Only five months ago Jed Cartwright was off contract at Penrith and on SEEK looking for his next job.
Come Saturday night, he'll run out against the Panthers club his Cartwright surname is intrinsically linked to in an NRL preliminary final for South Sydney.
Another creation of Penrith's production line, Cartwright carries with him the Panthers' most famous football name.
His father John was a member of their 1991 premiership-winning team, while his grandfather Merv was the club's founding father.
Ideally, Penrith would have loved to have kept the Cartwright clan together.
Jed's cousin Bryce never quite reached his potential and moved to Gold Coast in 2018.
Bryce's little brother Ben never made it to the NRL, playing lower grades before exiting the system.
And while Jed was mentally strong enough, his body constantly let him down in the form of shoulder injuries that put him behind their next crop of talent.
So, when told earlier this year he wouldn't be re-signed, Cartwright feared he was finished at age 23.
"It was a bitter pill to swallow," he said.
"When all the COVID hit and we went into meltdown I was on SEEK looking for jobs ... I was looking at construction jobs.
"I was off contract and I didn't think I would get another game with no NSW Cup.
"So I'm very grateful the Rabbitohs reached out and I am in this position now."
By his own admission, the second-rower wasn't sure of a Plan B.
"It was pretty daunting. I've never really known anything else," he said.
"I've had a lot of jobs but none of them have been jobs I have been looking for in the future.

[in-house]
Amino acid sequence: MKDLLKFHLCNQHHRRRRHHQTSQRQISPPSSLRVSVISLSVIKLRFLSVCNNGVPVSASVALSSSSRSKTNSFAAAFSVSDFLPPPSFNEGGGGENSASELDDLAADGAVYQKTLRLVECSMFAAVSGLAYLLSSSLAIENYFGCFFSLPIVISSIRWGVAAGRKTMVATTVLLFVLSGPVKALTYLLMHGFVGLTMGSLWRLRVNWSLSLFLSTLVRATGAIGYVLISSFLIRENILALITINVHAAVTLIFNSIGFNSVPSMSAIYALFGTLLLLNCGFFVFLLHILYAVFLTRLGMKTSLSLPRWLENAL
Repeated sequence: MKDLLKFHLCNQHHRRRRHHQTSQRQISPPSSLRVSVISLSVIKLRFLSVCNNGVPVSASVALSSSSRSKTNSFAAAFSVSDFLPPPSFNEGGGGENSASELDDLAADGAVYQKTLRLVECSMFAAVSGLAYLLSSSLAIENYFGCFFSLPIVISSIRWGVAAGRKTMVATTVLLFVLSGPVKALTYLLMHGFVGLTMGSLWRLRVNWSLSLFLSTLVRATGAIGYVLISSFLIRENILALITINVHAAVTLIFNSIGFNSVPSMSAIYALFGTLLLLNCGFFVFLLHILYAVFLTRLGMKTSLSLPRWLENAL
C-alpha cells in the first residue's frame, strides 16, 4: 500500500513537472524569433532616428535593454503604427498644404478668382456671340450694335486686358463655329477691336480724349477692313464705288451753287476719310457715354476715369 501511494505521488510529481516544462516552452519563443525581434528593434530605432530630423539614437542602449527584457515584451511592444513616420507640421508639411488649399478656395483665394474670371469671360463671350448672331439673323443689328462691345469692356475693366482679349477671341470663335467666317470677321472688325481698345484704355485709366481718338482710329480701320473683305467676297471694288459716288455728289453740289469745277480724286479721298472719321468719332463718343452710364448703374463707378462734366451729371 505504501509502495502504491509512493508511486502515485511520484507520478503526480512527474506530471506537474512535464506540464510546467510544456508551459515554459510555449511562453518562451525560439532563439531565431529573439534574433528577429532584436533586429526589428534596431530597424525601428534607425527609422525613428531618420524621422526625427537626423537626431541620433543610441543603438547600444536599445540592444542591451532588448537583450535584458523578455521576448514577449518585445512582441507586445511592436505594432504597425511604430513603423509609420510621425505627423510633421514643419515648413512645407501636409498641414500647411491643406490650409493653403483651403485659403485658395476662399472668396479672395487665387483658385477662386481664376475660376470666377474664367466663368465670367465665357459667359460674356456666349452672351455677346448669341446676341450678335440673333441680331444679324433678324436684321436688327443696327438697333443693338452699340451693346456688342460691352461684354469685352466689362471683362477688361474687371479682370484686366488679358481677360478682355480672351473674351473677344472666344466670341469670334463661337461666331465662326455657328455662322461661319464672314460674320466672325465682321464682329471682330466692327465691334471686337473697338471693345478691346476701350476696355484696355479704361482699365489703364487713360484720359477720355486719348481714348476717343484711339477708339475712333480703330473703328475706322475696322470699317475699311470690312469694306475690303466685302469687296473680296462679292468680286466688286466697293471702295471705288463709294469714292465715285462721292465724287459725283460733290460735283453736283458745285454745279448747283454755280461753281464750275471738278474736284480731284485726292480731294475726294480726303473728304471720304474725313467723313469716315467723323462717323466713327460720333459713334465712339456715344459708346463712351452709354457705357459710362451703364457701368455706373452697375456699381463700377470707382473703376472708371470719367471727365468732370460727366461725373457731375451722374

"Everything was short-terms while in under-20s and I was just doing it for the sake of it."
Enter: South Sydney.
Cartwright's debut last year was his solitary game for Penrith, and by his own felt like he "was progressing nowhere".
So after he was offered a three-year deal and the chance came to move to Redfern mid-season, he jumped at it.
Since his first game in round 18 he's played every one, now set to become the first Cartwright ever to play against Penrith in an NRL final.
And while the fairytale of carrying the family name at the Panthers was a childhood dream, he admits it potentially weighed him down.
"Subconsciously maybe," he said.
"I never really felt that weight on my shoulders as such. But subconsciously possibly.
"I feel a lot more relaxed now than when I did when I was out there."
Not that he has a point to prove to Penrith next week.
"If anything I want to prove to myself that I deserve to be here," he said.
"Me and my family will always have a soft spot for Penrith and always hope they go well ... But just not next week."